Skip to 3 minutes and 52 seconds The movement works by a very simple strategy, which I’ve come to call “the placard strategy”. People know it - you go to any anti-Israel demonstration, they hold placards. What do these placards say? The placards say there are equations, they say “Israel”, “Zionism”, sometimes they just draw a Star of David, equals… Now this strategy has been so effective, these equations have been so effective, that even people who know very little about Israel, even people who love Israel, know exactly what these equations say. This strategy has been so effective that it equates Zionsim Israel and the Star of David with apartheid and Nazism, and genocide, and colonialism, and racism, and imperialism. And those who engage in the “placard strategy” will say, “What?”

Skip to 4 minutes and 49 seconds “We are merely describing reality.” “This is what Zionism is. This is what Israel is.” And of course it bears no relation to reality. The reason that those words are chosen is that by now those words have reached a consensus that they are evil. So basically what the “placard strategy” does is expose people to the refrain that says, “Israel, Zionsim, Star of David equal evil.” “Israel, Zionsim, Star of David equal evil.” Now why is that important? Because most of people, for them to carry out acts of mass violence they need an ideology. They are not psychopaths. Only few humans are.

Skip to 5 minutes and 39 seconds So for people to be violent, to carry out a genocide they need to believe that what they are about to do is good. And there is no greater good in this world than the eradication of evil. So if you create an intellectual mindset that says, “ “Israel, Zionsim, Star of David equals evil,” you are basically creating a global invitation to mass violence. You are saying, “Look, there is an evil out there. Do whatever you can by whatever means necessary to eradicate this evil.” Zionism is the stumbling block, is the thing that stands between the world and utopia. “If only we didn’t have Zionism. It’s about an image - creating an image where there is a world without Israel.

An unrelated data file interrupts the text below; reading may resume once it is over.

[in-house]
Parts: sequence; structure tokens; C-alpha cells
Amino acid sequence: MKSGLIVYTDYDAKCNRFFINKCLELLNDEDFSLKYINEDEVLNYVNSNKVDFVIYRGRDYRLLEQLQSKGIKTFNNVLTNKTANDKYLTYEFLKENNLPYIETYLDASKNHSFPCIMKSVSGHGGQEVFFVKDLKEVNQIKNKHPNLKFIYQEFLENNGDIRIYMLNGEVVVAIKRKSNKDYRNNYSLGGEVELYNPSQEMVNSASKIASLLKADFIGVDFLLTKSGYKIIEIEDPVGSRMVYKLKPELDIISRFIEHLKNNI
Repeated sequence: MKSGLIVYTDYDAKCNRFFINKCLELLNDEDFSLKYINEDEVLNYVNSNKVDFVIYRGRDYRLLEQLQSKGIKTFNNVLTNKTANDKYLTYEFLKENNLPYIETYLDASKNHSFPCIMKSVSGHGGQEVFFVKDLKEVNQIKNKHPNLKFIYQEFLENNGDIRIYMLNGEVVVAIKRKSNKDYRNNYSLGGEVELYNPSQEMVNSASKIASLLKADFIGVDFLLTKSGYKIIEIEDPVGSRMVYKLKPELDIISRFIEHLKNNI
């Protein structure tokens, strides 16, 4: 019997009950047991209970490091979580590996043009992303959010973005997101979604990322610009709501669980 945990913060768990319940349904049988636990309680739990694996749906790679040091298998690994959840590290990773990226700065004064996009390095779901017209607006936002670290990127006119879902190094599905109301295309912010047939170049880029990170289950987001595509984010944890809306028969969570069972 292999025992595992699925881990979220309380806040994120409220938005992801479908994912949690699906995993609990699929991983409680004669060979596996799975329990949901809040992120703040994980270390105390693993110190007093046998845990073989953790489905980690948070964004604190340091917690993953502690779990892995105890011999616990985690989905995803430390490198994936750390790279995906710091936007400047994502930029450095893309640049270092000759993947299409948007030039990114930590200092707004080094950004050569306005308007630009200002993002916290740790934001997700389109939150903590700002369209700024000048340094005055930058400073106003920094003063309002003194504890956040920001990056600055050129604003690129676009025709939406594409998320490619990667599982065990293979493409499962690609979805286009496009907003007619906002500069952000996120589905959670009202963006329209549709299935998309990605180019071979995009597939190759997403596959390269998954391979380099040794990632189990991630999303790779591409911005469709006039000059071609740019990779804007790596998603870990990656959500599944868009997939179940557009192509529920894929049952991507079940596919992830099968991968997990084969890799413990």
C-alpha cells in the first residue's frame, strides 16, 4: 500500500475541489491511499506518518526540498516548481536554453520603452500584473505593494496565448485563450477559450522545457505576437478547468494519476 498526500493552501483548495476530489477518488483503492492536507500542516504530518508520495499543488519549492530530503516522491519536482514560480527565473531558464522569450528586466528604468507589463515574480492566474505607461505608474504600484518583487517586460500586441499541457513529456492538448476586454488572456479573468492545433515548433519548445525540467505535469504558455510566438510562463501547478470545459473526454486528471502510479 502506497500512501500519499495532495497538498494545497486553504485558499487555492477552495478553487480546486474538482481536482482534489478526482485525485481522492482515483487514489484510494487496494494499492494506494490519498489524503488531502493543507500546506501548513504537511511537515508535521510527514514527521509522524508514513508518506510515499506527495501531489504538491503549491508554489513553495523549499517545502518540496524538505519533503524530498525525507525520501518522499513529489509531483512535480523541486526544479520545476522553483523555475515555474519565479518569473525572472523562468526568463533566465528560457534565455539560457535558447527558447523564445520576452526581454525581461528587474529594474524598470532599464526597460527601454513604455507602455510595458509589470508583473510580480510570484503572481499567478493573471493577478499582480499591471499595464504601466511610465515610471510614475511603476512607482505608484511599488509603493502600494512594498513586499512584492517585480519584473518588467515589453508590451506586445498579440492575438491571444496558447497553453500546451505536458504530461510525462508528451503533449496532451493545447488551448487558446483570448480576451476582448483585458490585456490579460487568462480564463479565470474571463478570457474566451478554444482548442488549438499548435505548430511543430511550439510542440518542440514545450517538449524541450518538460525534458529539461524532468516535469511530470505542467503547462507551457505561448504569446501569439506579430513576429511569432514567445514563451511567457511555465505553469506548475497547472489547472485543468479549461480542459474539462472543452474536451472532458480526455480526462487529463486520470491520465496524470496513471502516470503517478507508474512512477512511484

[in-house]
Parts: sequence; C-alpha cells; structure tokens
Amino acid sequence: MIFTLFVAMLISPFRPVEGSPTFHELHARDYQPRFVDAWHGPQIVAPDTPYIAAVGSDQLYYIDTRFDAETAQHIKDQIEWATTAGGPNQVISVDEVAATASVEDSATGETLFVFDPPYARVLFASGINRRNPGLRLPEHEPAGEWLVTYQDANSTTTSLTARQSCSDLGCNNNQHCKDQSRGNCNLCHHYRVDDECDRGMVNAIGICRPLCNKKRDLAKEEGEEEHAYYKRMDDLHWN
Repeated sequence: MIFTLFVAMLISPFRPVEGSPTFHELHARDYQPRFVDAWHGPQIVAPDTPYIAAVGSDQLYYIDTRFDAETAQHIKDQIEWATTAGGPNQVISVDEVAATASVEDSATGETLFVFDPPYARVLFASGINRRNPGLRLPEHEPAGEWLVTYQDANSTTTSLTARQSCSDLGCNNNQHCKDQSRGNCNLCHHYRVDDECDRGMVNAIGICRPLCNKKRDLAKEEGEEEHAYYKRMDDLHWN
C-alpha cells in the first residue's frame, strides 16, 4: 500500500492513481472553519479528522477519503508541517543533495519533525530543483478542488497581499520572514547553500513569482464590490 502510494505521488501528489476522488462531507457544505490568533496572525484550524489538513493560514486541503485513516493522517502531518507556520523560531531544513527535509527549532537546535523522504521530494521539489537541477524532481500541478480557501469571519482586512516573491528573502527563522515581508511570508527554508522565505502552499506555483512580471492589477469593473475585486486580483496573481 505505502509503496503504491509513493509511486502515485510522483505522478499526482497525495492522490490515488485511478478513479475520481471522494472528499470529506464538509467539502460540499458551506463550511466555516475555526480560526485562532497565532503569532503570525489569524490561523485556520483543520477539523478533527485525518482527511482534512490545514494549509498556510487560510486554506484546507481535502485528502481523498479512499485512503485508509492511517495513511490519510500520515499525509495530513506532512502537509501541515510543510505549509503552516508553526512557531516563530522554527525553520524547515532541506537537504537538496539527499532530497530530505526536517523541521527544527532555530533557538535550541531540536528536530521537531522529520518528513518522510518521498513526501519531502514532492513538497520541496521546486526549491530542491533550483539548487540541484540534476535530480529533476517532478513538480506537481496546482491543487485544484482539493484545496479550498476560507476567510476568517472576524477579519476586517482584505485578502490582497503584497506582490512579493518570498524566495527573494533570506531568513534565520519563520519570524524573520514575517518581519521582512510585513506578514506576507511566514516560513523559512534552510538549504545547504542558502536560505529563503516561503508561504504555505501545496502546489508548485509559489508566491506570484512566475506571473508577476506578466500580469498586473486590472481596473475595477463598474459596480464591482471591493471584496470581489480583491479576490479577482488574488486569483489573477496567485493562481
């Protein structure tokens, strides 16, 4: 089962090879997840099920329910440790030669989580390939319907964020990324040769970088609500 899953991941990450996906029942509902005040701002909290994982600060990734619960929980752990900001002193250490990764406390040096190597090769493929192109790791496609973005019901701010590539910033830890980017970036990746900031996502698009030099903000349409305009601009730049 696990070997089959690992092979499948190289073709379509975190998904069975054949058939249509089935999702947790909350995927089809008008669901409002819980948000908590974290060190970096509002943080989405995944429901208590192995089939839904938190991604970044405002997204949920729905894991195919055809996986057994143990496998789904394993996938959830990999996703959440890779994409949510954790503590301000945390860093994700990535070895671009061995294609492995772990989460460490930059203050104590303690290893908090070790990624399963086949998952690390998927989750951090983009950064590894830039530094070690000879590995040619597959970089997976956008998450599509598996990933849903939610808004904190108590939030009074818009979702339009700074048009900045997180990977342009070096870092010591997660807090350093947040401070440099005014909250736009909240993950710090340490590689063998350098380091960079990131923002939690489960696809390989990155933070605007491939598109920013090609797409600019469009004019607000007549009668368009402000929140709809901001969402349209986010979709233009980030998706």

Skip to 6 minutes and 36 seconds And then we can say, “Isn’t it a much nicer world?” “Look! Look at the UN. Look at FIFA. Wouldn’t they be so much nicer without Israel?” And this is why this movement is so so dangerous. It is a non-violent movement for an extremely violent purpose.

The BDS movement

Dr. Dave Rich, Dr. Einat Wilf

What is the BDS movement, what are its goals and what characterizes its activity?


  • Cardaun, Sarah K., Countering Contemporary Antisemitism in Britain (Leiden: Brill, 2015).

  • Cohen, Matthew S. and Chuck D. Freilich, “War by Other Means: The Delegitimisation Campaign Against Israel,” Israel Affairs, vol. 24, no. 1 (2017), pp. 1 - 25.

  • Hirsh, David, “The American Studies Association Boycott Resolution, Academic Freedom, and the Myth of the Institutional Boycott,” in Cary Nelson and Gabriel Noah Brahm, eds., The Case Against Academic Boycotts of Israel (Chicago: MLA Members for Scholars’ Rights, 2014), pp. 119 - 127.

  • Kaplan, Edward H. and Charles A. Small, “Anti-Israel Sentiment Predicts Anti-Semitism in Europe,” Journal of Conflict Resolution, vol. 50, no. 2 (2006), pp. 548 - 561.

  • Marcus, L. Kenneth, “Is the Boycott, Divestment, and Sanctions Movement anti-Semitic?” in Cary Nelson and Gabriel Noah Brahm, eds., The Case Against Academic Boycotts of Israel (Chicago: MLA Members for Scholars’ Rights, 2014), pp. 243 - 258.

  • Marcus, L. Kenneth, The Definition of Anti-Semitism (New York: Oxford University Press, 2015).

  • Rich, Dave, “Campus War 1977: The Year that Jewish Societies Were Banned,” in Eunice G. Pollack, ed., Antisemitism On The Campus: Past & Present (Brighton: Academic Studies Press, 2011), pp. 255 - 276.

  • Staetsky, Daniel, JPR Report September 2017: Antisemitism in Contemporary Great Britain (London: Institute for Jewish Policy Research, 2017).

  • Wilf, Einat, Telling Our Story: Recent Essays on Zionism, the Middle East, and the Path to Peace (2018).

  • Wilf, Einat, Winning the War of Words: Essays on Zionism and Israel (2015).